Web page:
• In various embodiments, a hardware module may be implemented mechanically or electronically. For example, a hardware module may include dedicated circuitry or logic that is permanently configured (e.g., as a special-purpose processor, such as a field programmable gate array (FPGA) or an application-specific integrated circuit (ASIC)) to perform certain functions. A hardware module may also comprise programmable logic or circuitry (e.g., as encompassed within a general-purpose processor or other programmable processor) that is temporarily configured by software to perform certain operations. It will be appreciated that the decision to implement a hardware module mechanically, in dedicated and permanently configured circuitry, or in temporarily configured circuitry (e.g., configured by software) may be driven by cost and time considerations.
  • Accordingly, the term hardware should be understood to encompass a tangible entity, be that an entity that is physically constructed, permanently configured (e.g., hardwired), or temporarily configured (e.g., programmed) to operate in a certain manner or to perform certain operations described herein. Considering embodiments in which hardware modules are temporarily configured (e.g., programmed), each of the hardware modules need not be configured or instantiated at any one instance in time. For example, where the hardware modules comprise a general-purpose processor configured using software, the general-purpose processor may be configured as respective different hardware modules at different times. Software may accordingly configure a processor, for example, to constitute a particular hardware module at one instance of time and to constitute a different hardware module at a different instance of time.
  • Hardware and software modules can provide information to, and receive information from, other hardware and/or software modules. Accordingly, the described hardware modules may be regarded as being communicatively coupled. Where multiple of such hardware or software modules exist contemporaneously, communications may be achieved through signal transmission (e.g., over appropriate circuits and buses) that connect the hardware or software modules. In embodiments in which multiple hardware modules or software are configured or instantiated at different times, communications between such hardware or software modules may be achieved, for example, through the storage and retrieval of information in memory structures to which the multiple hardware or software modules have access. For example, one hardware or software module may perform an operation and store the output of that operation in a memory device to which it is communicatively coupled. A further hardware or software module may then, at a later time, access the memory device to retrieve and process the stored output. Hardware and software modules may also initiate communications with input or output devices, and can operate on a resource (e.g., a collection of information).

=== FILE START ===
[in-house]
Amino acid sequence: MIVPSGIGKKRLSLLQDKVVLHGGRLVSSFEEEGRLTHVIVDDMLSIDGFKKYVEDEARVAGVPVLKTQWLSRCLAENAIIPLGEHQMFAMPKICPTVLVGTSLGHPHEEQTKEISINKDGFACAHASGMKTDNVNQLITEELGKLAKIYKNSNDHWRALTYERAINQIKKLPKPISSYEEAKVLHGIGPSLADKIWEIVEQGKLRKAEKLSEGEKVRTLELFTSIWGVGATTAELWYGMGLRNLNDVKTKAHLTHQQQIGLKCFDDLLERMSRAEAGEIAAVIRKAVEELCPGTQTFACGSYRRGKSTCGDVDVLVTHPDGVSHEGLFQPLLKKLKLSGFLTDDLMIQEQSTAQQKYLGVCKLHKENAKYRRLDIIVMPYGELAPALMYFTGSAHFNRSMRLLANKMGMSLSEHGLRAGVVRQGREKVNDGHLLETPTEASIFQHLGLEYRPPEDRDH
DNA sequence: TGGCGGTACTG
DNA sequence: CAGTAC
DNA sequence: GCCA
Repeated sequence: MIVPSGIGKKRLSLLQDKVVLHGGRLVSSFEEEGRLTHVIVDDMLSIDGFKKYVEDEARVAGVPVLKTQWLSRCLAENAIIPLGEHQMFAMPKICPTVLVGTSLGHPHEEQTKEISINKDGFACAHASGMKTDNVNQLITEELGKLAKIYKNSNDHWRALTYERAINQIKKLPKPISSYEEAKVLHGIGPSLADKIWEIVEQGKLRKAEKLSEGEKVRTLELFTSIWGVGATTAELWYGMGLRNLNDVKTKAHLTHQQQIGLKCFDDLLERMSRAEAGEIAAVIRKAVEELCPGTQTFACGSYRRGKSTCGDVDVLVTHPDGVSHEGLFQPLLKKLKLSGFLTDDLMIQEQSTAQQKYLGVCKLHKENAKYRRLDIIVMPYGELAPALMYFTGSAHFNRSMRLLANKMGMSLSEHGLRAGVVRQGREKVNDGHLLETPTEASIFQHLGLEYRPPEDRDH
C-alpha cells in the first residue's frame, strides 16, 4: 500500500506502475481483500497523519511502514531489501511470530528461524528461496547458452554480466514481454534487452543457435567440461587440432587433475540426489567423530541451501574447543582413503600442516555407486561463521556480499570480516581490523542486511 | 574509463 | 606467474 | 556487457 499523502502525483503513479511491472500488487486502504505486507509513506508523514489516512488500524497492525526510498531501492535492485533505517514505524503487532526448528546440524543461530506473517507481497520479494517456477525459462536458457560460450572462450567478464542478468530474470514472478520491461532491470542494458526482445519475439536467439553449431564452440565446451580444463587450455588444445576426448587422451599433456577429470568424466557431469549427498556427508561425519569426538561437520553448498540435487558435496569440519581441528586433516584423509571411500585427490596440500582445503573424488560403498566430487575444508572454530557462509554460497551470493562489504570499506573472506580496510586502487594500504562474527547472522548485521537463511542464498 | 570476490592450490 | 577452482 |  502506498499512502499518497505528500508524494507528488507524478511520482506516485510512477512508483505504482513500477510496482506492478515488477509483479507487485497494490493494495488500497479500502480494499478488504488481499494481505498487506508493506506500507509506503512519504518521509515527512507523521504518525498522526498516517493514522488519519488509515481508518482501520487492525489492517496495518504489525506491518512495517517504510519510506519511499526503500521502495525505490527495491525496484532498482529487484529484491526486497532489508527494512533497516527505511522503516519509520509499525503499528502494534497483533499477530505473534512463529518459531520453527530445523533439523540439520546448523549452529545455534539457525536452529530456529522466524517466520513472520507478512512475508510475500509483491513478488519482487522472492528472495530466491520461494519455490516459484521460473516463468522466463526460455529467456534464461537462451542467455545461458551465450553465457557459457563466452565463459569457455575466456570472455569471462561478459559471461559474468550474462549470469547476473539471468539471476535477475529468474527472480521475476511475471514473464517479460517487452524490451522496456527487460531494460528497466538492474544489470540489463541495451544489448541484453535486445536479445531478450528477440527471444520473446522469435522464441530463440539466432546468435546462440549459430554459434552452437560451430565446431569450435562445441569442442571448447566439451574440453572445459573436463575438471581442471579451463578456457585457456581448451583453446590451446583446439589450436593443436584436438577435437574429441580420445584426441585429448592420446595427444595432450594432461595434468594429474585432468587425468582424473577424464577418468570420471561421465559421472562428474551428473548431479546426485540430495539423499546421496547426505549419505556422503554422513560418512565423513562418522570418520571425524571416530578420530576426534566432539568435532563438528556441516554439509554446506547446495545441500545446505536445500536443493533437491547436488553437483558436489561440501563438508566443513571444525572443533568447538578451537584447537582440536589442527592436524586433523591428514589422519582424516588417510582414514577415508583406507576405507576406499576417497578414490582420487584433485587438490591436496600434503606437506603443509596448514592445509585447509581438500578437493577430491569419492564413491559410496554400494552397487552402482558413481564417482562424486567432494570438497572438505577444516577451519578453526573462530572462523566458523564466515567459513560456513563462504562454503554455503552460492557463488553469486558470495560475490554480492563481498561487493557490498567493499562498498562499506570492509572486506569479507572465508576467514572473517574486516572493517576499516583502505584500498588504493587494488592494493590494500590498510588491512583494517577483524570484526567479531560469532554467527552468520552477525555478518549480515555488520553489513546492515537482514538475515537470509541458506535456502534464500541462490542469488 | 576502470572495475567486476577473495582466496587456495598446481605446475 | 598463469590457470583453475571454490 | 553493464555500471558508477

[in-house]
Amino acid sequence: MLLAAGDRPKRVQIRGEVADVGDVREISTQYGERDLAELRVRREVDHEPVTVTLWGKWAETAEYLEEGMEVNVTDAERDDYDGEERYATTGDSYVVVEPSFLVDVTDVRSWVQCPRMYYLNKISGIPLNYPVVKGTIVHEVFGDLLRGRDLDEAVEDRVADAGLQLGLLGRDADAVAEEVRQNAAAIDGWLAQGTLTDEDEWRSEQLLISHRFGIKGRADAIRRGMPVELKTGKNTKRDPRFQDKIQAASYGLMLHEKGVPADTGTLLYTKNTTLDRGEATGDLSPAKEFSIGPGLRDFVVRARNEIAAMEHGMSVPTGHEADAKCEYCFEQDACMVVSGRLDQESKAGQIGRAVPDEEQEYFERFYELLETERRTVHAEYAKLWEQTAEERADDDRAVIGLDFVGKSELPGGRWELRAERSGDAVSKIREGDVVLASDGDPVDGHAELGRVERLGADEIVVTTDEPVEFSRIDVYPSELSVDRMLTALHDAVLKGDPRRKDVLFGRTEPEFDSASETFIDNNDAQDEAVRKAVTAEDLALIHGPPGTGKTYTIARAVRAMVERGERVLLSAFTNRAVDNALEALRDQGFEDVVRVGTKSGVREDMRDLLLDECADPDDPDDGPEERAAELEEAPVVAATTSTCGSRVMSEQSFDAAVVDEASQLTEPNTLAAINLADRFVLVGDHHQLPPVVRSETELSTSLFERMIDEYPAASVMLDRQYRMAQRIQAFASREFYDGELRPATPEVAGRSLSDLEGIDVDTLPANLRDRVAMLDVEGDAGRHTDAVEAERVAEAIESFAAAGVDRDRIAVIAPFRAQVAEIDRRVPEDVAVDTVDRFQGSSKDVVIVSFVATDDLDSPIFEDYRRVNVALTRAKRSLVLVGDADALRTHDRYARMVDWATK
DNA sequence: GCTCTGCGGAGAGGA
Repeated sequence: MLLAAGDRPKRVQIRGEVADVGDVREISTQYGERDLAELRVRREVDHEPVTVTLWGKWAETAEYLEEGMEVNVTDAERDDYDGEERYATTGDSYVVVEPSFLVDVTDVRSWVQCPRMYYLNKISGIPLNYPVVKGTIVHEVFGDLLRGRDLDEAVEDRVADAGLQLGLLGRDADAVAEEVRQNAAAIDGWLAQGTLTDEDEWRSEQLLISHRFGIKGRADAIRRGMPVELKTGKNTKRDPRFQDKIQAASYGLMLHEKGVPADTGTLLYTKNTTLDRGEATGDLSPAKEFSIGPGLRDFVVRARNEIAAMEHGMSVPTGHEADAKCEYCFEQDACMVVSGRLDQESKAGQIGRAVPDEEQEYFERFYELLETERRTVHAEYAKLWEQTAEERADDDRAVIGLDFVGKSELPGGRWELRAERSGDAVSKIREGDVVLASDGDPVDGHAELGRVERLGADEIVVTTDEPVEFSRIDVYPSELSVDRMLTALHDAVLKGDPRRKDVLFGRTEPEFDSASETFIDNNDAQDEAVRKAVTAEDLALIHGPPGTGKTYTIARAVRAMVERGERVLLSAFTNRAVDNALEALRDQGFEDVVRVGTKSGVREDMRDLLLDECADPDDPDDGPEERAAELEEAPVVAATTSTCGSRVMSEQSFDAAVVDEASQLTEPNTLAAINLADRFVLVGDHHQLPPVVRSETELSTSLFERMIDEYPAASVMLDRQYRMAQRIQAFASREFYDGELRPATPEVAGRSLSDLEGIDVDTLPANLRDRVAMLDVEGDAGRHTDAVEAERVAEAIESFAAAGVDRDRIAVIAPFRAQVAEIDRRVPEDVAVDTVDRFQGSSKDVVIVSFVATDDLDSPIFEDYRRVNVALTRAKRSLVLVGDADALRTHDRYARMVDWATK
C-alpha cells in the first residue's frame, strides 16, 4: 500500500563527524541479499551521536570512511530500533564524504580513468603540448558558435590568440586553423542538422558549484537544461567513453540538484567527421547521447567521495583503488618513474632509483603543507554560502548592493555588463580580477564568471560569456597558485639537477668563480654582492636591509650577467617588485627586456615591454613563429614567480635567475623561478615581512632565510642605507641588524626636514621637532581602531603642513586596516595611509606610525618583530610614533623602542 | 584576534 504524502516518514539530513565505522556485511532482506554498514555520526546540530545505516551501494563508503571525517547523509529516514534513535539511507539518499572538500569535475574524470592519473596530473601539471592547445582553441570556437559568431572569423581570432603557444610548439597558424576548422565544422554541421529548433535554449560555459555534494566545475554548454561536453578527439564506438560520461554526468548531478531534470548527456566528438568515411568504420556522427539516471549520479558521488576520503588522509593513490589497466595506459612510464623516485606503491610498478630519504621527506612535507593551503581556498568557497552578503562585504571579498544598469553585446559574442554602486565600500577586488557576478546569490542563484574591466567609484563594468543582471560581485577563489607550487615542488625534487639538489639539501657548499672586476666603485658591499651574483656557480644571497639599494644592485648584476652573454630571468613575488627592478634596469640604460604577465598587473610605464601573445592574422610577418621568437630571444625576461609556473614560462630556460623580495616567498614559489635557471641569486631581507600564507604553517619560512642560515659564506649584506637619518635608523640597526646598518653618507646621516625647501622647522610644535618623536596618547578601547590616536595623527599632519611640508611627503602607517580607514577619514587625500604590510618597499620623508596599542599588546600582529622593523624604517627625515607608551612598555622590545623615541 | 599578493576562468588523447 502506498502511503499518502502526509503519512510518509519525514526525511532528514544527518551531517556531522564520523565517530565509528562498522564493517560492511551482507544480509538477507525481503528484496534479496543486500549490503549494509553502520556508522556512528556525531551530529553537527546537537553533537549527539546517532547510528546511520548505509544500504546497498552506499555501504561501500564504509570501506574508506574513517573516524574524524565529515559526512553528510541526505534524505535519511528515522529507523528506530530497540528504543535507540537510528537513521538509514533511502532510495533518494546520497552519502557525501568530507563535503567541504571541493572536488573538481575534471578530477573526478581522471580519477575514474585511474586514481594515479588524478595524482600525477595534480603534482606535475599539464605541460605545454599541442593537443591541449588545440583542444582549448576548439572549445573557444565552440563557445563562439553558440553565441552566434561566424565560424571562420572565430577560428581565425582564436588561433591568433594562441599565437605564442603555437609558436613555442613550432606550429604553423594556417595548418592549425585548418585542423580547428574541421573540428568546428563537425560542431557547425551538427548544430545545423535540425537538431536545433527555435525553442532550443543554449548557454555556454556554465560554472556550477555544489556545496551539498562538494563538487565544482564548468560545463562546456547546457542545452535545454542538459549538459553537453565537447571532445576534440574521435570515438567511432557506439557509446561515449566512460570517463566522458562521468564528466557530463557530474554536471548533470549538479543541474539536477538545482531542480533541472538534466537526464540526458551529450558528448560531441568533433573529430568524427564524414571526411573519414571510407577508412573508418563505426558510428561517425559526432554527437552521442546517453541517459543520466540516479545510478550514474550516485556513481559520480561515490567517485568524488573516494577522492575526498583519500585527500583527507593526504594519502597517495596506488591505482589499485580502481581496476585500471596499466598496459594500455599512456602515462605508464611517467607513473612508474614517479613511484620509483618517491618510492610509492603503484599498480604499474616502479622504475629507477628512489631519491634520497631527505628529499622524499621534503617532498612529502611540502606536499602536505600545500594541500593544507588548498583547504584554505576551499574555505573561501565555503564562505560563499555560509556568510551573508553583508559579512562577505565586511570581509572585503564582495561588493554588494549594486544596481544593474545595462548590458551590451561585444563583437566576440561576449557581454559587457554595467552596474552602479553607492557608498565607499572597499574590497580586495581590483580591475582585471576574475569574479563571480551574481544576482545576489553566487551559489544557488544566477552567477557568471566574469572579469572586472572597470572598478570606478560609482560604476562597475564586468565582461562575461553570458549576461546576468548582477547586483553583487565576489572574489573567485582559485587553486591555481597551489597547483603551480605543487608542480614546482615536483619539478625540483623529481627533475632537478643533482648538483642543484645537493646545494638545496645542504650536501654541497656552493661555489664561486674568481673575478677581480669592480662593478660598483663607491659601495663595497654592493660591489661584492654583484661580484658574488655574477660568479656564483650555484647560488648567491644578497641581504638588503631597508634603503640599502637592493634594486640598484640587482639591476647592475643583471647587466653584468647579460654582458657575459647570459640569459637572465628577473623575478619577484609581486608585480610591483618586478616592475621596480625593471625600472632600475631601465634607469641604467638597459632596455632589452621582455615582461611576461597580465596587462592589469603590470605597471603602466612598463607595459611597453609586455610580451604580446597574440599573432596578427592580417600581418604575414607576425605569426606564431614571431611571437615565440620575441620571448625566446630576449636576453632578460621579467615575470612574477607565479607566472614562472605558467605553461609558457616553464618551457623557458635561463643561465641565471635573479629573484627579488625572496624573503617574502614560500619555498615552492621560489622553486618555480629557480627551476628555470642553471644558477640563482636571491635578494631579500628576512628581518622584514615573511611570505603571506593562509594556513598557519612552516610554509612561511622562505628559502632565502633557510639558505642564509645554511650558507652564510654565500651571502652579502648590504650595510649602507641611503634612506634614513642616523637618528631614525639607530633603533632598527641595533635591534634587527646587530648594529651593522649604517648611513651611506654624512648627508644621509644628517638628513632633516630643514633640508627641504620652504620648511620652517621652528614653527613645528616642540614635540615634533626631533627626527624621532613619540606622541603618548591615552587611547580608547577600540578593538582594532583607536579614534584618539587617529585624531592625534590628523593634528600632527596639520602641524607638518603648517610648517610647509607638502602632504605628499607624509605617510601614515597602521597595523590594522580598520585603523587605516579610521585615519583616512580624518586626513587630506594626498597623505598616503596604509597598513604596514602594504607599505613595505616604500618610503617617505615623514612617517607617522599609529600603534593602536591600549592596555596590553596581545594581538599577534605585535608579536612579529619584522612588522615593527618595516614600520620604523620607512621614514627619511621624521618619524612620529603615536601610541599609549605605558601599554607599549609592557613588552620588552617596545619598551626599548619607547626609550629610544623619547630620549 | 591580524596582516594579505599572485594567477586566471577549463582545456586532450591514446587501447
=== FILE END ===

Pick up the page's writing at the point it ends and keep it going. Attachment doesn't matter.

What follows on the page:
• The various operations of example functions and methods described herein may be performed, at least partially, by one or more processors that are temporarily configured (e.g., by software) or permanently configured to perform the relevant operations. Whether temporarily or permanently configured, such processors may constitute processor-implemented modules that operate to perform one or more operations or functions. The modules referred to herein may, in some example embodiments, comprise processor-implemented modules.
  • Similarly, the methods or functions described herein may be at least partially processor-implemented. For example, at least some of the functions of a method may be performed by one or processors or processor-implemented hardware modules. The performance of certain of the functions may be distributed among the one or more processors, not only residing within a single machine, but deployed across a number of machines. In some example embodiments, the processor or processors may be located in a single location (e.g., within a home environment, an office environment or as a server farm), while in other embodiments the processors may be distributed across a number of locations.
  • The one or more processors may also operate to support performance of the relevant operations in a “cloud computing” environment or as a “software as a service” (SaaS). For example, at least some of the functions may be performed by a group of computers (as examples of machines including processors), these operations being accessible via a network (e.g., the Internet) and via one or more appropriate interfaces (e.g., application program interfaces (APIs)).
  • The performance of certain of the operations may be distributed among the one or more processors, not only residing within a single machine, but deployed across a number of machines. In some example embodiments, the one or more processors or processor-implemented modules may be located in a single geographic location (e.g., within a home environment, an office environment, or a server farm). In other example embodiments, the one or more processors or processor-implemented modules may be distributed across a number of geographic locations.